The placebo device will be able to function maximum 16 hours per day. Study participants will be instructed to use the device for 30 minutes in the morning, and then as needed for symptoms while at home for four days. Once the device is applied and turned on they are expected to wear it continually for up to 30 minutes. Subjects can stop the device 5 minutes after cessation of nausea but will be asked to resume stimulation if the nausea recurs within 30 minutes. The participant will be asked to fill out the MASCC Antiemesis Tool questionnaire at 24 hours post infusion and again at day 5 post infusion. Participants will also be asked to fill out an OtoBand Use Questionnaire daily for the four days following their chemotherapy infusion.

Device: Placebo device
Participants during infusion following chemotherapy will wear the placebo device set at low power (6 decibels lower than normal power, ineffective power) for four days following treatment and nausea outcomes will be recorded by questionnaire or by the investigator during site visits.




Primary Outcome Measures :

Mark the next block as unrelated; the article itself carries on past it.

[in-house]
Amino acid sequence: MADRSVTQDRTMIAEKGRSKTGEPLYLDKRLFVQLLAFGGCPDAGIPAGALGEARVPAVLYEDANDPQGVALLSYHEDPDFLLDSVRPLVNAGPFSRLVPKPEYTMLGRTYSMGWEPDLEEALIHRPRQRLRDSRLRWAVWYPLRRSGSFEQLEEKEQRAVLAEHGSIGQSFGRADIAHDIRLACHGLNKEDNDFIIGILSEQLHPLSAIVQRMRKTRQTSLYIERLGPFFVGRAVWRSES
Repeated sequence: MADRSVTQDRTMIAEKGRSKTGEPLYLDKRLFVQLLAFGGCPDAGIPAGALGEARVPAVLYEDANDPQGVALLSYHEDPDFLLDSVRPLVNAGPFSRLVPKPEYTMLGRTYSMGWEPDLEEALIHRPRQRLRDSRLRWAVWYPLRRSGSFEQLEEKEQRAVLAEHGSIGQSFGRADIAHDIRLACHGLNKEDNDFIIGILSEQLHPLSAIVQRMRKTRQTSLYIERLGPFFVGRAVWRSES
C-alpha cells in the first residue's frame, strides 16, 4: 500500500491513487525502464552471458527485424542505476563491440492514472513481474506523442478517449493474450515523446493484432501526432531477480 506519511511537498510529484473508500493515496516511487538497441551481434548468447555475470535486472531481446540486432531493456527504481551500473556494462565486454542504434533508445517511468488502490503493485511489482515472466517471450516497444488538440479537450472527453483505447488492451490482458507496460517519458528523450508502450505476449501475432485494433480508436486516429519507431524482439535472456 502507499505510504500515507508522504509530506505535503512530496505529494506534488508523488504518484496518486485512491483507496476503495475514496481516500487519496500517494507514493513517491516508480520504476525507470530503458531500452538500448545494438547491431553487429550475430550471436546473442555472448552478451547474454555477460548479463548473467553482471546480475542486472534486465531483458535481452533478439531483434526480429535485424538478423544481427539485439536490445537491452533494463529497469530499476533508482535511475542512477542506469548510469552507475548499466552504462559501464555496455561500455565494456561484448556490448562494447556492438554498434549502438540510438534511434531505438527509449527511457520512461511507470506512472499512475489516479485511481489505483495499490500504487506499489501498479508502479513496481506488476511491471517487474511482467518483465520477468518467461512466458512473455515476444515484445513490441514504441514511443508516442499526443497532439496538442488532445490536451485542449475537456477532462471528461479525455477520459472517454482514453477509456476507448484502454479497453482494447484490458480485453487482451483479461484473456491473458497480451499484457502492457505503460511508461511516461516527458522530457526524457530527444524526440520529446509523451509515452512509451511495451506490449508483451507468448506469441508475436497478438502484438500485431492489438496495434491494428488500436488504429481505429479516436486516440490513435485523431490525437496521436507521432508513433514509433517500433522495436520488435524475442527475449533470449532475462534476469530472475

1. Change in MAT (MASCC Antiemesis Tool) score [ Time Frame: MAT score is obtained on day 5 following each of the three chemotherapy treatments. ]

    Potential subjects will be screened for eligibility based on their responses to the (standard of care) questionnaire developed by the "Multinational Association for Supportive Care in Cancer" and called the MAT (Multinational Antiemesis Tool). MAT scores range from 0 (no issue) to 10 (most severe).

    Any difference in severity of nausea as measured by MAT score between active and placebo phases, and compared to the scores obtained in the pre-trial round of chemotherapy, will be analyzed.



Secondary Outcome Measures :
  1. Change in number of episodes of vomiting [ Time Frame: For the 5 days following each of the two chemotherapy infusions, with effective and placebo devices. ]
    The investigator will quantify any difference in the number of episodes of vomiting experienced because of chemotherapy-induced nausea and vomiting (CINV) between effective and placebo phases, and compare to the number of episodes that happened during the previous pre-trial chemotherapy session.

  2. Change in amount of rescue antiemetics required to control chemotherapy-induced nausea and vomiting [ Time Frame: For the 5 days following each of the two chemotherapy treatment. ]
    The investigator will quantify any difference in the amount of rescue antiemetics the patient chooses to control chemotherapy-induced nausea and vomiting (CINV) between effective and placebo phases, and compare to the amounts taken during the previous pre-trial chemotherapy session.